SW Legal Educational Publishing

Window Screen Maker Not Liable for Not Producing Child Restraint Device
Description Small child pushed on screen of open window and fell out the window. Parents sued screen maker for product defect. Delaware high court upheld verdict for producer, finding no duty on the part of the maker to produce a screen any stronger than needed for ordinary purposes.
Topic Torts
Key Words Product Liability; Defect; Warning
C A S E   S U M M A R Y
Facts Eleven-month old Shayne was injured when he pushed through the screen on an open window and fell from the second story of his aunt's house. His parents then sued the window screen maker for not making a screen that could prevent such a fall and for not warning of the danger. Trial court held for screen maker; plaintiffs appealed.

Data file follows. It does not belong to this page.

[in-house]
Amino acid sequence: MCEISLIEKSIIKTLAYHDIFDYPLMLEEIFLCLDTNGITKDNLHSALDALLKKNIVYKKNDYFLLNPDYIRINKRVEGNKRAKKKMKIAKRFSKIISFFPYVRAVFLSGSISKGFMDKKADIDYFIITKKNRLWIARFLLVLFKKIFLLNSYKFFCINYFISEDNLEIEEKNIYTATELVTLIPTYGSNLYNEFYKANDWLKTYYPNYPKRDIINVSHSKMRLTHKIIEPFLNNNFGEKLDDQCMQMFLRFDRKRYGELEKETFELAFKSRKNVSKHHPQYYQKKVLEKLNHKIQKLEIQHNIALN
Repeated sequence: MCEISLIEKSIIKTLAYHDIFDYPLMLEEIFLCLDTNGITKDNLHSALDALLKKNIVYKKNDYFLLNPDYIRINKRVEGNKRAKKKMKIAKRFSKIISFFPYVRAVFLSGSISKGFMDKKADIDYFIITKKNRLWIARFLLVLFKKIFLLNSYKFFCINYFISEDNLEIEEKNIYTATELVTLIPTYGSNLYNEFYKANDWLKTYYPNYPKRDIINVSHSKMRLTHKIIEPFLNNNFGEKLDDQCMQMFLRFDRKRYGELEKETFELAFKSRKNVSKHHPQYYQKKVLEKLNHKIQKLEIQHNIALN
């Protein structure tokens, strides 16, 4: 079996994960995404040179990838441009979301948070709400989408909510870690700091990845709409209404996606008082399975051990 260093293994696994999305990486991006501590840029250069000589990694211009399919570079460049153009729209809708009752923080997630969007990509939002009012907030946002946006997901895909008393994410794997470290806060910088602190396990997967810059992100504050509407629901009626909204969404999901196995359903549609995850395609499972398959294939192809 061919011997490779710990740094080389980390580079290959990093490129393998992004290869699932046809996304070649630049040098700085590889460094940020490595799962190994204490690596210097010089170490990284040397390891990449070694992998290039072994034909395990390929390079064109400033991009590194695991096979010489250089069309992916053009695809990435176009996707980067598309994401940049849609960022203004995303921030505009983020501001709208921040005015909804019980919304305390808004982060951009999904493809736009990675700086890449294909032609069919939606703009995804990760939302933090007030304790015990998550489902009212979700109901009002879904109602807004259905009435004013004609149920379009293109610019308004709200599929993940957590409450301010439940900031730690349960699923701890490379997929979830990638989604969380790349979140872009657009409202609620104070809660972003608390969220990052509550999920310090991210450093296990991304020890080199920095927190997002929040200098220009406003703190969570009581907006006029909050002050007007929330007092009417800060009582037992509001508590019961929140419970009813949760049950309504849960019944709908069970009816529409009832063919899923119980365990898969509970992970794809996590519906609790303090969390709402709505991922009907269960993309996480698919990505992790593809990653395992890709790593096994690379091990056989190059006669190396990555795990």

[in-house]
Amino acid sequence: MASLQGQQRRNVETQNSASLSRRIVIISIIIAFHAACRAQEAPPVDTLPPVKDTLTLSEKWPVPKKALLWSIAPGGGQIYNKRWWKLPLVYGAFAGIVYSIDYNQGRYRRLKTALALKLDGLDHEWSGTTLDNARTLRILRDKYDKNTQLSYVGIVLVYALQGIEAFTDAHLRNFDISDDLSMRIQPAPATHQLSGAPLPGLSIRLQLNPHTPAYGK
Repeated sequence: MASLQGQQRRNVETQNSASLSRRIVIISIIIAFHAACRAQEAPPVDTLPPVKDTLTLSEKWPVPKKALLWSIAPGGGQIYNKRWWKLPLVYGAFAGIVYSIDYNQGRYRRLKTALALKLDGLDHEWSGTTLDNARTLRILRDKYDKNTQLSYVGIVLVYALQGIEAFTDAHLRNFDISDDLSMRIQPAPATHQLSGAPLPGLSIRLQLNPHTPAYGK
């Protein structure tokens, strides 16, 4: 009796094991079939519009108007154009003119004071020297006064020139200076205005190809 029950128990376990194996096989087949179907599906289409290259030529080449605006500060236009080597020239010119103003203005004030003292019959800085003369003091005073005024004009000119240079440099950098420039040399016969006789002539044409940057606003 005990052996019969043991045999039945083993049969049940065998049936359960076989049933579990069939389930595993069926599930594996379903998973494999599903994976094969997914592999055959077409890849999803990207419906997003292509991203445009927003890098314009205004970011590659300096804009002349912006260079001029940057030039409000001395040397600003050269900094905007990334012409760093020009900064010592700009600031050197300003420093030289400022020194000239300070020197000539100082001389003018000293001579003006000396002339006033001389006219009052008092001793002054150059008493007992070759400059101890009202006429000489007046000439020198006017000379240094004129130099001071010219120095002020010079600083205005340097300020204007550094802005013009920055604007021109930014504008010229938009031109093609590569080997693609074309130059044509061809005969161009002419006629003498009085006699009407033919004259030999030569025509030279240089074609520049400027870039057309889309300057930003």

Decision Affirmed. The screen's intended purposes were to keep bugs out while letting in air. Consequently, the maker owed no duty to persons who could be harmed because the window was left open, allowing a child to fall through because the screen was not strong enough to be a child restraint. There was no legal duty by the maker to produce a product other than the one it marketed. The danger of falling through a screen is so obvious that the maker need not have warned users of the danger.
Citation Brower v. Metal Industries, Inc., 719 A.2d 941 (Sup. Ct., Del., 1998)

Back to Torts Listings

©1997-2000  South-Western, a division of Cengage Learning, Inc. Cengage Learning is a trademark used herein under license.